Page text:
Tài liệu Google hacking for penetration tester - part 21

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452_Google_2e_05.qxd 10/5/07 12:46 PM Page 201 Google’s Part in an Information Collection Framework • Chapter 5 Figure 5.20 The LinkedIn Profile of the Author of a Government Document Can this process of grabbing documents and analyzing them be automated? Of course! As a start we can build a scraper that will find the URLs of Office documents (.doc, .ppt, .xls, .pps). We then need to download the document and push it through the meta information parser. Finally, we can extract the interesting bits and do some post processing on it. We already have a scraper (see the previous section) and thus we just need something that will extract the meta information from the file.Thomas Springer at ServerSniff.net was kind enough to provide me with the source of his document information script. After some slight changes it looks like this: #!/usr/bin/perl # File-analyzer 0.1, 07/08/2007, thomas springer # stripped-down version # slightly modified by roelof temmingh @ paterva.com # this code is public domain - use at own risk # this code is using phil harveys ExifTool - THANK YOU, PHIL!!!! # http://www.ebv4linux.de/images/articles/Phil1.jpg 201 452_Google_2e_05.qxd 202 10/5/07 12:46 PM Page 202 Chapter 5 • Google’s Part in an Information Collection Framework use strict; use Image::ExifTool; #passed parameter is a URL my ($url)=@ARGV; # get file and make a nice filename my $file=get_page($url); my $time=time; my $frand=rand(10000); my $fname="/tmp/".$time.$frand; # write stuff to a file open(FL, ">$fname"); print FL $file; close(FL); # Get EXIF-INFO my $exifTool=new Image::ExifTool; $exifTool->Options(FastScan => '1'); $exifTool->Options(Binary => '1'); $exifTool->Options(Unknown => '2'); $exifTool->Options(IgnoreMinorErrors => '1'); my $info = $exifTool->ImageInfo($fname); # feed standard info into a hash # delete tempfile unlink ("$fname"); my @names; print "Author:".$$info{"Author"}."\n"; print "LastSaved:".$$info{"LastSavedBy"}."\n"; print "Creator:".$$info{"creator"}."\n"; print "Company:".$$info{"Company"}."\n"; print "Email:".$$info{"AuthorEmail"}."\n"; exit; #comment to see more fields foreach (keys %$info){ print "$_ = $$info{$_}\n"; } 452_Google_2e_05.qxd 10/5/07 12:46 PM Page 203 Google’s Part in an Information Collection Framework • Chapter 5 sub get_page{ my ($url)=@_; #use curl to get it - you might want change this # 25 second timeout - also modify as you see fit my $res=`curl -s -m 25 $url`; return $res; } Save this script as docinfo.pl.You will notice that you’ll need some PERL libraries to use this, specifically the Image::ExifTool library, which is used to get the meta data from the files. The script uses curl to download the pages from the server, so you’ll need that as well. Curl is set to a 25-second timeout. On a slow link you might want to increase that. Let’s see how this script works: $ perl docinfo.pl http://www.elsevier.com/framework_support/permreq.doc Author:Catherine Nielsen LastSaved:Administrator Creator: Company:Elsevier Science Email: The scripts looks for five fields in a document: Author, LastedSavedBy, Creator, Company, and AuthorEmail.There are many other fields that might be of interest (like the software used to create the document). On it’s own this script is only mildly interesting, but it really starts to become powerful when combining it with a scraper and doing some post processing on the results. Let’s modify the existing scraper a bit to look like this: #!/usr/bin/perl use strict; my ($domain,$num)=@ARGV; my @types=("doc","xls","ppt","pps"); my $result; foreach my $type (@types){ $result=`curl -s -A moo "http://www.google.com/search?q=filetype:$type+site:$domain&hl=en& num=$num&filter=0"`; parse($result); } sub parse { ($result)=@_; 203 452_Google_2e_05.qxd 204 10/5/07 12:46 PM Page 204 Chapter 5 • Google’s Part in an Information Collection Framework my $start; my $end; my $token="
"; my $count=1; while (1){ $start=index($result,$token,$start); $end=index($result,$token,$start+1); if ($start == -1 || $end == -1 || $start == $end){ last; } my $snippet=substr($result,$start,$end-$start); my ($pos,$url) = cutter("","",$pos,$snippet); my ($pos,$summary) = cutter("","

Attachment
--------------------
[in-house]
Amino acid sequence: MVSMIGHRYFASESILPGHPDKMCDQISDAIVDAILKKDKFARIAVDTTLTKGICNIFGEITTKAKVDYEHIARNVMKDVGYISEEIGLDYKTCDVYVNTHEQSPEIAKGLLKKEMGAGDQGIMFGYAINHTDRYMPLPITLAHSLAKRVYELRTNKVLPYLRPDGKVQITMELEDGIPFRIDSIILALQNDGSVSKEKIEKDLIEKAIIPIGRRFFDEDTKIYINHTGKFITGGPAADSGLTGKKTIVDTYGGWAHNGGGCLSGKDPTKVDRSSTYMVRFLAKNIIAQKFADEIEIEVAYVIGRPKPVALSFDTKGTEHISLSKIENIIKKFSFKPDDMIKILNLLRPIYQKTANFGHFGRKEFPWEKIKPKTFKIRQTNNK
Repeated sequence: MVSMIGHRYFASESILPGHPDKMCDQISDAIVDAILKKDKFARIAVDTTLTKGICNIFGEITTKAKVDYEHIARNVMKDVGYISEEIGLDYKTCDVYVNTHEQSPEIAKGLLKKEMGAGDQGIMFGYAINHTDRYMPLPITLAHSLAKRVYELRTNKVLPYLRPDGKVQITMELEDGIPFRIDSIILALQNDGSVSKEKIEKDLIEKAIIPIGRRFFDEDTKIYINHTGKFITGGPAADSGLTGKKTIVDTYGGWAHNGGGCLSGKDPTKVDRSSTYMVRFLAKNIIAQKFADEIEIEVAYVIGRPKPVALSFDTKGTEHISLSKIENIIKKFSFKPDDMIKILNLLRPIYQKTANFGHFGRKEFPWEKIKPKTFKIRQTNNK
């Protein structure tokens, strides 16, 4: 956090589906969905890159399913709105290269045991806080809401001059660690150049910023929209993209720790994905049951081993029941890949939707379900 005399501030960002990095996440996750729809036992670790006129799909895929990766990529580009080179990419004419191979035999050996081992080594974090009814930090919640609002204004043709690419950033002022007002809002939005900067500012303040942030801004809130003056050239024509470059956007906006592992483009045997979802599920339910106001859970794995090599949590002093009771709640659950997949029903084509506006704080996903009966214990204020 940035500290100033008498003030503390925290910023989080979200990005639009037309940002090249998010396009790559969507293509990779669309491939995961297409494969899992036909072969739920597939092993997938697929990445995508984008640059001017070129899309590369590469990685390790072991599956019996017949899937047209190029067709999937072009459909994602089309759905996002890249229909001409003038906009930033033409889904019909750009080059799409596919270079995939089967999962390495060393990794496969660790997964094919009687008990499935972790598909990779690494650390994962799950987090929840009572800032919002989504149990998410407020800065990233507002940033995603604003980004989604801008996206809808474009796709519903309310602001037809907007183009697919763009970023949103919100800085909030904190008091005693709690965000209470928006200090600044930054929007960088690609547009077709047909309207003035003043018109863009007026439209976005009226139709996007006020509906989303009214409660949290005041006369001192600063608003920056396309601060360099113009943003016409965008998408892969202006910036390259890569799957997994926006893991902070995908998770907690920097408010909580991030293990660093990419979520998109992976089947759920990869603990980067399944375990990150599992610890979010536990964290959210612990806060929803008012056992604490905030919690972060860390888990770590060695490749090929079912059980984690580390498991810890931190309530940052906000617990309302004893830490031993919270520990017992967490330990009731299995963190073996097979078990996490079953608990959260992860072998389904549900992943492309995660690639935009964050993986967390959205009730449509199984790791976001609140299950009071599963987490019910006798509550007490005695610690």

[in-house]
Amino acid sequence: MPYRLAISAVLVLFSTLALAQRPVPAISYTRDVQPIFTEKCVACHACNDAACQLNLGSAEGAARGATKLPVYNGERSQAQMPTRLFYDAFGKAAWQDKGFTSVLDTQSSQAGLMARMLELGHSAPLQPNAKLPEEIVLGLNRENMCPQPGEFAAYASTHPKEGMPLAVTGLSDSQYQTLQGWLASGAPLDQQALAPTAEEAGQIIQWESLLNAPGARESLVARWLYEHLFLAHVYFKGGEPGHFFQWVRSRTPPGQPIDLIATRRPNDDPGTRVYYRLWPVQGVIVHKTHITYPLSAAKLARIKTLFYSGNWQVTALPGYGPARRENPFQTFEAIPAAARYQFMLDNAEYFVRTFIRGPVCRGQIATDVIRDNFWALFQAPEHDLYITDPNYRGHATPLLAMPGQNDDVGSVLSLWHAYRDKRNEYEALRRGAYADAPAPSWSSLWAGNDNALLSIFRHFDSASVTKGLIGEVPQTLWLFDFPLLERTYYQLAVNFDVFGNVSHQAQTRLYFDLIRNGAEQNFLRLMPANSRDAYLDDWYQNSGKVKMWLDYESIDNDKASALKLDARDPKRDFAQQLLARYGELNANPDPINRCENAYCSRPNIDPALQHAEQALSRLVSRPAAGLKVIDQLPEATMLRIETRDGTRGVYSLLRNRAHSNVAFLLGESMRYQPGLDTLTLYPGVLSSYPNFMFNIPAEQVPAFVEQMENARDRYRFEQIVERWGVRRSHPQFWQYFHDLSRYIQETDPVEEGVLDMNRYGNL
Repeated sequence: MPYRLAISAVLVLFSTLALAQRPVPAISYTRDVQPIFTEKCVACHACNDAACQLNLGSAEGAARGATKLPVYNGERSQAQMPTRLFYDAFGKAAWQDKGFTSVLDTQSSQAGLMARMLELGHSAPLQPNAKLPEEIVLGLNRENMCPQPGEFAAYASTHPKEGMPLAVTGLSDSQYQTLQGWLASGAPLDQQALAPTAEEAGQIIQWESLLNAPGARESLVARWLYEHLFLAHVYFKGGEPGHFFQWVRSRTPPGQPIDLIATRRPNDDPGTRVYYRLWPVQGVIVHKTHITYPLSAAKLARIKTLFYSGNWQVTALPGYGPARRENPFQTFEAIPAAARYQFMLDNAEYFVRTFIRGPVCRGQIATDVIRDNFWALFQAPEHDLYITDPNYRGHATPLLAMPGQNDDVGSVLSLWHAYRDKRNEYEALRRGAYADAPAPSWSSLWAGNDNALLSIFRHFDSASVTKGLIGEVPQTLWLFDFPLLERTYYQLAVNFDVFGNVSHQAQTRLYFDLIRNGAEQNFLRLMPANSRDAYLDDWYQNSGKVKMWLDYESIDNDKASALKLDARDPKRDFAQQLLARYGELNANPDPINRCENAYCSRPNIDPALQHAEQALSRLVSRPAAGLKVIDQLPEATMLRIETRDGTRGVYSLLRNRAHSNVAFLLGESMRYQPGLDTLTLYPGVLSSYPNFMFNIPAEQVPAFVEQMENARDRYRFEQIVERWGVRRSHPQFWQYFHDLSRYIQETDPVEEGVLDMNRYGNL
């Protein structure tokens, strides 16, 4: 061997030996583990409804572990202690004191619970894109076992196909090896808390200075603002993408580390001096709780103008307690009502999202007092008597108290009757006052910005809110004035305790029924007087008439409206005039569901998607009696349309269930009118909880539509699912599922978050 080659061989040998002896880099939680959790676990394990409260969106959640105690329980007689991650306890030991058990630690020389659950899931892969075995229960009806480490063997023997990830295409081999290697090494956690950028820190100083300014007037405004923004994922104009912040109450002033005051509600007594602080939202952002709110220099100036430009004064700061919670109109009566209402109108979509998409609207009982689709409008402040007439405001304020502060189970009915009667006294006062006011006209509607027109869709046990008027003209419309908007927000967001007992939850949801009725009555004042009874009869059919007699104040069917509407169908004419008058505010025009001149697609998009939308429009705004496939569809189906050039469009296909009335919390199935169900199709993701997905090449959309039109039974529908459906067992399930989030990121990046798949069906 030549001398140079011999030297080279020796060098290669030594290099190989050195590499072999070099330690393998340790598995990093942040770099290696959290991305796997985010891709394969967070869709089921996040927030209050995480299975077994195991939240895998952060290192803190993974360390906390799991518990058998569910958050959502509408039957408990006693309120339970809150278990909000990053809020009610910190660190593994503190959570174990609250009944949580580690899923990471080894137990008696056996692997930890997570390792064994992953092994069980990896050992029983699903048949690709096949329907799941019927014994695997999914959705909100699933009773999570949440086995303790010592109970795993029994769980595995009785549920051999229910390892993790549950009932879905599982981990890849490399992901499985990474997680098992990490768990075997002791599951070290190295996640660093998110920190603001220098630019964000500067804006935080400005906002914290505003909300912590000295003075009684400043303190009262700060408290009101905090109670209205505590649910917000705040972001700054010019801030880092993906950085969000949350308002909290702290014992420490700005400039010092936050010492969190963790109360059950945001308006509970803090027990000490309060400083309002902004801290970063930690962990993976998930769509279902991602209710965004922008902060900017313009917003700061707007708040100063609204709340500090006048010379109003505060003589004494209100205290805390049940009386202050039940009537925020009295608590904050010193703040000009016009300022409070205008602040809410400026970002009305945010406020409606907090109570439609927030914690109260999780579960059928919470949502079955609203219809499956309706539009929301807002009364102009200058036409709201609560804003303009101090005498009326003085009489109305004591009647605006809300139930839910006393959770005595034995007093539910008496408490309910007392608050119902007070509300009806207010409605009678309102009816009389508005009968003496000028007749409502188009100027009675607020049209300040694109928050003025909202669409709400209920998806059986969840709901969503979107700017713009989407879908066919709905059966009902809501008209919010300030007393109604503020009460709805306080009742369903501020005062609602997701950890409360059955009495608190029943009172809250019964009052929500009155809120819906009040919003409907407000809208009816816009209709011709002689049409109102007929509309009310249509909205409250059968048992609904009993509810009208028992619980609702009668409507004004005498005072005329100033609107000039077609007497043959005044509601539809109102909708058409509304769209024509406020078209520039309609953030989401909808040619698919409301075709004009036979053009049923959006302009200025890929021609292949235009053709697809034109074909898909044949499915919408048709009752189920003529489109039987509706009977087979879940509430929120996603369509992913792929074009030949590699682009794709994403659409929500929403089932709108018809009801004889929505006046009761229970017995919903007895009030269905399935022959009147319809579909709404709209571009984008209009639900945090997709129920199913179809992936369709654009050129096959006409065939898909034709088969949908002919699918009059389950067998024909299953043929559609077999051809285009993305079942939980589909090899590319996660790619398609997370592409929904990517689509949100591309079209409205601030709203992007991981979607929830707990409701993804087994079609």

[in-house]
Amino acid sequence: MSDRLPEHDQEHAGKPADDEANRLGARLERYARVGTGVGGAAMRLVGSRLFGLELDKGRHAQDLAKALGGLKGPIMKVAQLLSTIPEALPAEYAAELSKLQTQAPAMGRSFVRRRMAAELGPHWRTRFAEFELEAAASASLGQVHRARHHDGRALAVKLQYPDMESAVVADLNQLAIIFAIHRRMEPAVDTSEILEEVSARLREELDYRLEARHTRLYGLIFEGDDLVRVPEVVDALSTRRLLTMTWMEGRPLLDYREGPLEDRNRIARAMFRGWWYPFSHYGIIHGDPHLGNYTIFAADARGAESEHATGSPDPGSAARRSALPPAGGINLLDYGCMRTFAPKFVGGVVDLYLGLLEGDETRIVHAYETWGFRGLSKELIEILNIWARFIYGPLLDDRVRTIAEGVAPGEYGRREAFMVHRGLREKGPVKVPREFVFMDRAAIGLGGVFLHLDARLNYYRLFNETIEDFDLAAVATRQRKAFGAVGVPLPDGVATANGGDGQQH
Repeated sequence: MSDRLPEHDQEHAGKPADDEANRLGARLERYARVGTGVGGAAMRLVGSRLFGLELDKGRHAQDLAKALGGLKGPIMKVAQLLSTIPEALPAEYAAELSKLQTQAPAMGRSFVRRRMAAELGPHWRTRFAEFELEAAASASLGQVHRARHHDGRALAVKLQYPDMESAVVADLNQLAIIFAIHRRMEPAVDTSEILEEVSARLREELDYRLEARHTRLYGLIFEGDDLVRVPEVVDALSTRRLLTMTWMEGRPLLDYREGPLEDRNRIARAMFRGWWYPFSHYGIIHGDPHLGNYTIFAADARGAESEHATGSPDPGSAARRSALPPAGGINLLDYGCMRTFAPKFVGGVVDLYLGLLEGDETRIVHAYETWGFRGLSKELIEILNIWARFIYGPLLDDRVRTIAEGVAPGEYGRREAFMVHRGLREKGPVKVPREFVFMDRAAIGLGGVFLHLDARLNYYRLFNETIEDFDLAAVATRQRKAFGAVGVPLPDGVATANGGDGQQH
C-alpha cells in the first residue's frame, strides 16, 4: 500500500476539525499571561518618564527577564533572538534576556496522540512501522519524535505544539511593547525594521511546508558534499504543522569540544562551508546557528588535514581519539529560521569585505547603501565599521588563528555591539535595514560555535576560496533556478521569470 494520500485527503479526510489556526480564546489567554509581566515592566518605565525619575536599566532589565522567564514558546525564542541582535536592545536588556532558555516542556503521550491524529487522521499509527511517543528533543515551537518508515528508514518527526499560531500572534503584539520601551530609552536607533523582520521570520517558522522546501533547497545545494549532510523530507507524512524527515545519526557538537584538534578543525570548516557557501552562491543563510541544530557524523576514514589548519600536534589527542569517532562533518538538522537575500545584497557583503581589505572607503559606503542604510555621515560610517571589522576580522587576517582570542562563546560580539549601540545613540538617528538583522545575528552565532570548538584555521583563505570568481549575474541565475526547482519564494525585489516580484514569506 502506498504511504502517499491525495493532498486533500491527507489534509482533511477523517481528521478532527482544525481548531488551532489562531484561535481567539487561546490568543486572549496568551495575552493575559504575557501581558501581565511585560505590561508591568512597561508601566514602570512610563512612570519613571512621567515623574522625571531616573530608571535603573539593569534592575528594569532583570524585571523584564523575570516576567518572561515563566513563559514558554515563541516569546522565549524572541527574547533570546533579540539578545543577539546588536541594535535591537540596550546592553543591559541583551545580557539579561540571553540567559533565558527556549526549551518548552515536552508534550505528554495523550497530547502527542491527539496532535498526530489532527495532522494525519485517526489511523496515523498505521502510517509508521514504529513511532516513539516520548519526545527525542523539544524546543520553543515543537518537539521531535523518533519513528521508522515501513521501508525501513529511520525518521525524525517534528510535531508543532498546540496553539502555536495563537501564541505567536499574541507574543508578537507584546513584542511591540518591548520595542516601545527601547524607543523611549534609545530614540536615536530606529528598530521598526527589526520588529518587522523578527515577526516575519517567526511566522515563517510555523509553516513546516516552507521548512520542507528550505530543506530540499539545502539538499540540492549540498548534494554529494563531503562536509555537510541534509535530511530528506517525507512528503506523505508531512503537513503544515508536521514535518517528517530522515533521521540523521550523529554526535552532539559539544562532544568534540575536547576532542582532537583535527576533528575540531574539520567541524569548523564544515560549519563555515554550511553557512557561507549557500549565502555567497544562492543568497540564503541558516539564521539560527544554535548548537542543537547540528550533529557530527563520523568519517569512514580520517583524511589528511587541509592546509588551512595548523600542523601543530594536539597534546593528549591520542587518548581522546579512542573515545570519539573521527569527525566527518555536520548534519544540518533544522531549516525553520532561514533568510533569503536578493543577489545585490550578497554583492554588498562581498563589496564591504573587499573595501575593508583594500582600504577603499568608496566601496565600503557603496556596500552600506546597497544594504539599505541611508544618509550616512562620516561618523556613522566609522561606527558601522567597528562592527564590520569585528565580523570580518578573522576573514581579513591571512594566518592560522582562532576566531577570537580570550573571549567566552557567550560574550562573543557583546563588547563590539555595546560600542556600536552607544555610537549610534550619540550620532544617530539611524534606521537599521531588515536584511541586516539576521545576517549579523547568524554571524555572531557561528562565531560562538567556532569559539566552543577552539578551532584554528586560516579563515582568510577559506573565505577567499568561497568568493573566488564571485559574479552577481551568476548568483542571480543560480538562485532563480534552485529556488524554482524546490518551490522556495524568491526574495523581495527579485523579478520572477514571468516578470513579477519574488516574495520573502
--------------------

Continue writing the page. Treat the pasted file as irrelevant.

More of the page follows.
",$pos,$snippet); # remove and $heading=cleanB($heading); $url=cleanB($url); $summary=cleanB($summary); print $url."\n"; $start=$end; $count++; } } sub cutter{ my ($starttok,$endtok,$where,$str)=@_; my $startcut=index($str,$starttok,$where)+length($starttok); my $endcut=index($str,$endtok,$startcut+1); my $returner=substr($str,$startcut,$endcut-$startcut); my @res; push @res,$endcut; push @res,$returner; return @res; } sub cleanB{ 452_Google_2e_05.qxd 10/5/07 12:46 PM Page 205 Google’s Part in an Information Collection Framework • Chapter 5 my ($str)=@_; $str=~s///g; $str=~s/<\/b>//g; return $str; } Save this script as scraper.pl.The scraper takes a domain and number as parameters.The number is the number of results to return, but multiple page support is not included in the code. However, it’s child’s play to modify the script to scrape multiple pages from Google. Note that the scraper has been modified to look for some common Microsoft Office formats and will loop through them with a site:domain_parameter filetype:XX search term. Now all that is needed is something that will put everything together and do some post processing on the results.The code could look like this: #!/bin/perl use strict; my ($domain,$num)=@ARGV; my %ALLEMAIL=(); my %ALLNAMES=(); my %ALLUNAME=(); my %ALLCOMP=(); my $scraper="scrape.pl"; my $docinfo="docinfo.pl"; print "Scraping...please wait...\n"; my @all_urls=`perl $scraper $domain $num`; if ($#all_urls == -1 ){ print "Sorry - no results!\n"; exit; } my $count=0; foreach my $url (@all_urls){ print "$count / $#all_urls : Fetching $url"; my @meta=`perl $docinfo $url`; foreach my $item (@meta){ process($item); } $count++; } #show results 205 452_Google_2e_05.qxd 206 10/5/07 12:46 PM Page 206 Chapter 5 • Google’s Part in an Information Collection Framework print "\nEmails:\n-------------\n"; foreach my $item (keys %ALLEMAIL){ print "$ALLEMAIL{$item}:\t$item"; } print "\nNames (Person):\n-------------\n"; foreach my $item (keys %ALLNAMES){ print "$ALLNAMES{$item}:\t$item"; } print "\nUsernames:\n-------------\n"; foreach my $item (keys %ALLUNAME){ print "$ALLUNAME{$item}:\t$item"; } print "\nCompanies:\n-------------\n"; foreach my $item (keys %ALLCOMP){ print "$ALLCOMP{$item}:\t$item"; } sub process { my ($passed)=@_; my ($type,$value)=split(/:/,$passed); $value=~tr/A-Z/a-z/; if (length($value)<=1) {return;} if ($value =~ /[a-zA-Z0-9]/){ if ($type eq "Company"){$ALLCOMP{$value}++;} else { if (index($value,"\@")>2){$ALLEMAIL{$value}++; } elsif (index($value," ")>0){$ALLNAMES{$value}++; } else{$ALLUNAME{$value}++; } } } } This script first kicks off scraper.pl with domain and the number of results that was passed to it as parameters. It captures the output (a list of URLs) of the process in an array, and then runs the docinfo.pl script against every URL.The output of this script is then sent for further processing where some basic checking is done to see if it is the company name, an e-mail address, a user name, or a person’s name.These are stored in separate hash tables for later use. When everything is done, the script displays each collected piece of information and the number of times it occurred across all pages. Does it actually work? Have a look: 452_Google_2e_05.qxd 10/5/07 12:46 PM Page 207 Google’s Part in an Information Collection Framework • Chapter 5 # perl combined.pl xxx.gov 10 Scraping...please wait... 0 / 35 : Fetching http://www.xxx.gov/8878main_C_PDP03.DOC 1 / 35 : Fetching http://***.xxx.gov/1329NEW.doc 2 / 35 : Fetching http://***.xxx.gov/LP_Evaluation.doc 3 / 35 : Fetching http://*******.xxx.gov/305.doc ... Emails: ------------1: ***zgpt@***.ksc.xxx.gov 1: ***ikrb@kscems.ksc.xxx.gov 1: ***ald.l.***mack@xxx.gov 1: ****ie.king@****.xxx.gov Names (Person): ------------1: audrey sch*** 1: corina mo**** 1: frank ma**** 2: eileen wa**** 2: saic-odin-**** hq 1: chris wil**** 1: nand lal**** 1: susan ho**** 2: john jaa**** 1: dr. paul a. cu**** 1: *** project/code 470 1: bill mah**** 1: goddard, pwdo - bernadette fo**** 1: joanne wo**** 2: tom naro**** 1: lucero ja**** 1: jenny rumb**** 1: blade ru**** 1: lmit odi**** 2: **** odin/osf seat 1: scott w. mci**** 2: philip t. me**** 1: annie ki**** 207 452_Google_2e_05.qxd 208 10/5/07 12:46 PM Page 208 Chapter 5 • Google’s Part in an Information Collection Framework Usernames: ------------1: cgro**** 1: **** 1: gidel**** 1: rdcho**** 1: fbuchan**** 2: sst**** 1: rbene**** 1: rpan**** 2: l.j.klau**** 1: gane****h 1: amh**** 1: caroles**** 2: mic****e 1: baltn****r 3: pcu**** 1: md**** 1: ****wxpadmin 1: mabis**** 1: ebo**** 2: grid**** 1: bkst**** 1: ***(at&l) Companies: ------------- 1: shadow conservatory [SNIP] The list of companies has been chopped way down to protect the identity of the government agency in question, but the script seems to work well.The script can easily be modified to scrape many more results (across many pages), extract more fields, and get other file types. By the way, what the heck is the one unedited company known as the “Shadow Conservatory?” 452_Google_2e_05.qxd 10/5/07 12:46 PM Page 209 Google’s Part in an Information Collection Framework • Chapter 5 Figure 5.21 Zero Results for “Shadow Conservatory” The tool also works well for finding out what (and if ) a user name format is used. Consider the list of user names mined from ... somewhere: Usernames: ------------1: 79241234 1: 78610276 1: 98229941 1: 86232477 2: 82733791 2: 02000537 1: 79704862 1: 73641355 2: 85700136 From the list it is clear that an eight-digit number is used as the user name.This information might be very useful in later stages of an attack. Taking It One Step Further Sometimes you end up in a situation where you want to hook the output of one search as the input for another process.This process might be another search, or it might be something like looking up an e-mail address on a social network, converting a DNS name to a domain, resolving a DNS name, or verifying the existence of an e-mail account. How do I 209 452_Google_2e_05.qxd 210 10/5/07 12:46 PM Page 210 Chapter 5 • Google’s Part in an Information Collection Framework link two e-mail addresses together? Consider Johnny’s e-mail address johnny@ihackstuff.com and my previous e-mail address at SensePost roelof@sensepost.com.To link these two addresses together we can start by searching for one of the e-mail addresses and extracting sites, e-mail addresses, and phone numbers. Once we have these results we can do the same for the other e-mail address and then compare them to see if there are any common results (or nodes). In this case there are common nodes (see Figure 5.22). Figure 5.22 Relating Two E-mail Addresses from Common Data Sources If there are no matches, we can loop through all of the results of the first e-mail address, again extracting e-mail addresses, sites, and telephone numbers, and then repeat it for the second address in the hope that there are common nodes. What about more complex sequences that involve more than searching? Can you get locations of the Pentagon data centers by simply looking at public information? Consider Figure 5.23. What’s happening here? While it looks seriously complex, it really isn’t.The procedure to get to the locations shown in this figure is as follows: